Story: The sixth annual LaBute New Theater Festival, hosted by St. Louis Actors’ Studio, opened last weekend at Gaslight Theater for a month-long run. The first installment, running through July 15, features four different one-act plays, including one by festival namesake Neil LaBute.
Four plays also will be presented in Set Two, which will be performed July 20-29, with LaBute’s effort part of that segment as well along with three other entries.
In The Fourth Reich, a pleasant-looking man is seated in a chair, with a tiny side table to his right. He begins to speak to someone else, who may be the audience, or another group of people, or maybe just a person or two. Who is he and whom exactly is he addressing?
He seems such a pleasant chap that we’re disarmed when he begins to talk about a favorite subject of his, Adolf Hitler. The more he speaks, the more it is apparent that there is much about the infamous German leader which he admires. Is he putting us on or are these comments actually his beliefs?
The second vignette, Shut Up and Dance, focuses on a young Rockette, who is speaking via phone with her mother after she has refused to perform with the troupe at the inauguration of Donald Trump as President of the United States.
She’s depressed about her situation and her stalled career, something exacerbated by the appearance of two perky colleagues who act the roles of vapid cheerleaders. She seeks solace from her mother, a former Rockette herself, who may not offer words of comfort and may in fact be too focused on herself and her own needs and wants.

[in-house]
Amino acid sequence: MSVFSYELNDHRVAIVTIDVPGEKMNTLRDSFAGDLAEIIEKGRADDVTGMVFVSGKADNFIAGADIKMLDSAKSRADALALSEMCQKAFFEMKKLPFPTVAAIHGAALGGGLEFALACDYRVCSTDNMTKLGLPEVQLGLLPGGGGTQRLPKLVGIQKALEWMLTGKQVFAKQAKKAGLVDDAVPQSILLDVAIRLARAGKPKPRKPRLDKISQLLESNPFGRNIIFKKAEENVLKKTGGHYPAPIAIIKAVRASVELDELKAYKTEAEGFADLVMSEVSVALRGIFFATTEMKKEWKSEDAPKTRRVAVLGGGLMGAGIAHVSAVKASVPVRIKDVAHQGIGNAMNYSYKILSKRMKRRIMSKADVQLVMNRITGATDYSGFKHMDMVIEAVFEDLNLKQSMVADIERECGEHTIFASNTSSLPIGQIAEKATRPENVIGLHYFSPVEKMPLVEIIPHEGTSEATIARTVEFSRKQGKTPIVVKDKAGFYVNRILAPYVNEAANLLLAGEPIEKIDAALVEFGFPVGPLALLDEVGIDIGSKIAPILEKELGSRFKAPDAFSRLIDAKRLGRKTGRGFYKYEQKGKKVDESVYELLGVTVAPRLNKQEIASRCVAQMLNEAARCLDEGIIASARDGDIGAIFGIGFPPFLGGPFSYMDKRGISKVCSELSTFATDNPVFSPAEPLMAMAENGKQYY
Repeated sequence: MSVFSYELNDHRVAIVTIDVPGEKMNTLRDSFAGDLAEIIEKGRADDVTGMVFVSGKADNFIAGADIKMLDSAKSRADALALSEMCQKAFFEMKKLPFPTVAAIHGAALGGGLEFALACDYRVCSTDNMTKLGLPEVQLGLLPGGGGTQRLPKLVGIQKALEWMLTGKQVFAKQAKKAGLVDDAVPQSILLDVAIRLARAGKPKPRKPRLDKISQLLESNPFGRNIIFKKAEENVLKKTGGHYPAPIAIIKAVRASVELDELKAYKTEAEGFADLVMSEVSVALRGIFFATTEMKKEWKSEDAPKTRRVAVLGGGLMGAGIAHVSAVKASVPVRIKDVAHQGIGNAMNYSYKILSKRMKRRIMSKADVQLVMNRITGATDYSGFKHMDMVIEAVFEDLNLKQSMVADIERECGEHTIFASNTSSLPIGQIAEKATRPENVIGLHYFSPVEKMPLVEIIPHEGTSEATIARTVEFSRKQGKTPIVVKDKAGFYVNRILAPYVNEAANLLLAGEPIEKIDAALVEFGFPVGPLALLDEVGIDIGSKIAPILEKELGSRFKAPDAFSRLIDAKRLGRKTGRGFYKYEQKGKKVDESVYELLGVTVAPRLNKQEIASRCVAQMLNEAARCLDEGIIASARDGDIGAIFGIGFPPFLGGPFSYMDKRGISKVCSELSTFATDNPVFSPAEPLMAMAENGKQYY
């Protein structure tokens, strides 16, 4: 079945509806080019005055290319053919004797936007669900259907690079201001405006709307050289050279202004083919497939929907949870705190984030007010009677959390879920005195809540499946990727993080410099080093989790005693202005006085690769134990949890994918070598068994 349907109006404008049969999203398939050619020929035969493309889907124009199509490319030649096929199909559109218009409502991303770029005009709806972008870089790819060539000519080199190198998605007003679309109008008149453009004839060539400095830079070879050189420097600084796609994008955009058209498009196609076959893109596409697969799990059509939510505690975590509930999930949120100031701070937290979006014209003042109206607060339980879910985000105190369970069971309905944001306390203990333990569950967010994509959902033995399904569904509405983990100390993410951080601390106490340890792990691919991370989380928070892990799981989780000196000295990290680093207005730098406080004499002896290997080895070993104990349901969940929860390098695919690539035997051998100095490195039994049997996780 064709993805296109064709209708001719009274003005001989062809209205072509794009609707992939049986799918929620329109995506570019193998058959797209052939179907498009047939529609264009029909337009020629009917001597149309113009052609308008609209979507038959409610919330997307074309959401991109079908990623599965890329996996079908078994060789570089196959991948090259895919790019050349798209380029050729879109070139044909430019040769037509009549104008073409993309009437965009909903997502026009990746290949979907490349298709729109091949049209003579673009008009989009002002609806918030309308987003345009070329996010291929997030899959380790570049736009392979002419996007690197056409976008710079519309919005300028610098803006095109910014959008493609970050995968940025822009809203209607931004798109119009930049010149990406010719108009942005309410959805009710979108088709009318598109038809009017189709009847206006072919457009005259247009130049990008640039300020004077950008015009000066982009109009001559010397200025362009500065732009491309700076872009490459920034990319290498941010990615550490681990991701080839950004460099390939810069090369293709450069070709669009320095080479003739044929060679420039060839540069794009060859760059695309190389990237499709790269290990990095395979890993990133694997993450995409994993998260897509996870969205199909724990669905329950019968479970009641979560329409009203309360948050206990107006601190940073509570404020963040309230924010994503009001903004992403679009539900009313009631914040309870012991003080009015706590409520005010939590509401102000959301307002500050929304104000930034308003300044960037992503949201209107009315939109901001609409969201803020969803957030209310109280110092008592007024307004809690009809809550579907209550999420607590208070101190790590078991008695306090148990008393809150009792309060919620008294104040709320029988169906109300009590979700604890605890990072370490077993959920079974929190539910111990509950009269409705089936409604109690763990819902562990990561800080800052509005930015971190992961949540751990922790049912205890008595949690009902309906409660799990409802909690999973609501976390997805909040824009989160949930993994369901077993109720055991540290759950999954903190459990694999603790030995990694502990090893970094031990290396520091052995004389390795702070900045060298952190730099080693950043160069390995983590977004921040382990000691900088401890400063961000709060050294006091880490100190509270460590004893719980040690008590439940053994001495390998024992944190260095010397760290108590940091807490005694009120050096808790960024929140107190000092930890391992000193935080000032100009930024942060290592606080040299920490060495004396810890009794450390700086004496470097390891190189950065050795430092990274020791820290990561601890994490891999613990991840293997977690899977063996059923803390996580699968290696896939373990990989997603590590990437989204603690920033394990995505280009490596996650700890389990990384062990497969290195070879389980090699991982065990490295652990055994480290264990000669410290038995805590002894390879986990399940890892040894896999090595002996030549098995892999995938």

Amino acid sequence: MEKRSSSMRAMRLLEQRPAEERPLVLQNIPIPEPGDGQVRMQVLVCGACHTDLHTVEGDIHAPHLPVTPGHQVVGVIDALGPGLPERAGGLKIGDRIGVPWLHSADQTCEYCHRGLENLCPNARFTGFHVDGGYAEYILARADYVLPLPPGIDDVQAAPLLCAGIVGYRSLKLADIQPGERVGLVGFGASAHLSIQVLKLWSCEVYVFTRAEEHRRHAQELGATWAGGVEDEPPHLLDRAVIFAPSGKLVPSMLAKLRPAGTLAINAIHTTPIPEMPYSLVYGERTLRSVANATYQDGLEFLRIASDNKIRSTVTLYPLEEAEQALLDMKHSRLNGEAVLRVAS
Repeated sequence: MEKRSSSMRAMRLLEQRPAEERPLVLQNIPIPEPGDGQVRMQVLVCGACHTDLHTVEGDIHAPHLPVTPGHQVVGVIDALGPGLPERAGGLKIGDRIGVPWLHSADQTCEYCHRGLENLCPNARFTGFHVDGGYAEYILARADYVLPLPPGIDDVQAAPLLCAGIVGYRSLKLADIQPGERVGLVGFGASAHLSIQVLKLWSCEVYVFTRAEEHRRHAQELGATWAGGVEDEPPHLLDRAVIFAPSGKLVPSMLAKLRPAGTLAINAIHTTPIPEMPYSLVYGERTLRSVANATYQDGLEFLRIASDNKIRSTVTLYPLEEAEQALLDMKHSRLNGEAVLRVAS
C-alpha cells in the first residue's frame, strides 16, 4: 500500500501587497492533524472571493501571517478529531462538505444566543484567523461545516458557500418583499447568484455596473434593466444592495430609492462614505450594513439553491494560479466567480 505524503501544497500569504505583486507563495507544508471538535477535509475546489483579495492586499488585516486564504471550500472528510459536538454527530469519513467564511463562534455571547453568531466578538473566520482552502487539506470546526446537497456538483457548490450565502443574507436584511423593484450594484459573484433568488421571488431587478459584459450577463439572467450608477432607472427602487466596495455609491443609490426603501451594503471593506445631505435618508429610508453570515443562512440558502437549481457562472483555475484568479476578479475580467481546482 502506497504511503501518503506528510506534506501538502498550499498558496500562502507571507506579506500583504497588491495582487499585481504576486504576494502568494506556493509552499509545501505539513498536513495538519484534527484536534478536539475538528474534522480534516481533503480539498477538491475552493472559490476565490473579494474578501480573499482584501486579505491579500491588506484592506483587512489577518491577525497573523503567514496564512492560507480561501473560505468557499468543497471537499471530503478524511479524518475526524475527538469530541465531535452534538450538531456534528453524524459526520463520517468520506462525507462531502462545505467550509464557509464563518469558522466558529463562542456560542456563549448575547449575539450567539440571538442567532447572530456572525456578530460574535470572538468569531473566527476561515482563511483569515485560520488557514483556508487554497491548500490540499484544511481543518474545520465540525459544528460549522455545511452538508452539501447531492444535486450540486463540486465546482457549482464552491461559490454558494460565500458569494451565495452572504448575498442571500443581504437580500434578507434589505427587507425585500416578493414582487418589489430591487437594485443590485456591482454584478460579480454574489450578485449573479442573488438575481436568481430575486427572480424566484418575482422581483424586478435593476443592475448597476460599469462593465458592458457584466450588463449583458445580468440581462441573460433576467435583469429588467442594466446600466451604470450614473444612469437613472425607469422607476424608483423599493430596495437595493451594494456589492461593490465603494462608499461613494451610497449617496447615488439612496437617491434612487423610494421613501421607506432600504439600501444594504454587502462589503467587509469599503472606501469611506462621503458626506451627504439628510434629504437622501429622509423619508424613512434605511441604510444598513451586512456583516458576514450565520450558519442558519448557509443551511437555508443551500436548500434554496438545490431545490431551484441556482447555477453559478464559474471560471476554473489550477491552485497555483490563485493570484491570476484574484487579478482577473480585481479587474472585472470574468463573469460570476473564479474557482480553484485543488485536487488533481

In Advantage God, a suburban couple blithely prattle on about the superficial events that fill the time in their handsome area of affluence when they’re interrupted by a booming voice from an unseen entity. It’s God calling and He isn’t happy at all, neither with the couple nor with humanity in general.
When the man and woman blather on about their prowess as doubles partners on the tennis court, they irk the Lord to the point that He challenges them to a match, teaming with a most surprising partner of His own. Who will win, and is there any ‘love’ involved?
The evening concludes with Hipster Noir, in which a gumshoe straight out of a 1940s film noir discusses one of his most perplexing cases. It involves a dame and a scam run by the leggy femme fatale and her nerdy partner.
The detective is confused by all their techno talk about ‘texts’ and ‘images’ on phones and whatnot. Unfazed, he fixes his steely gaze on the dubious strangers as he works the case from the joint where he dispenses cups of ‘joe’ while solving crimes.
Is he onto the tricks of this offbeat duo or is he yesterday’s news? Stay tuned.
Highlights: The first part of the 2018 LaBute New Theater Festival features a gem by LaBute himself as well as the varied efforts of three playwrights whose works were selected from more than 300 submissions late last year.
Other Info: LaBute himself was on hand at the opening-night performance to greet participants and audience members alike with STLAS artistic director William Roth. He also planned on attending the free performances of works by four high school playwrights at Gaslight Theater on Saturday morning.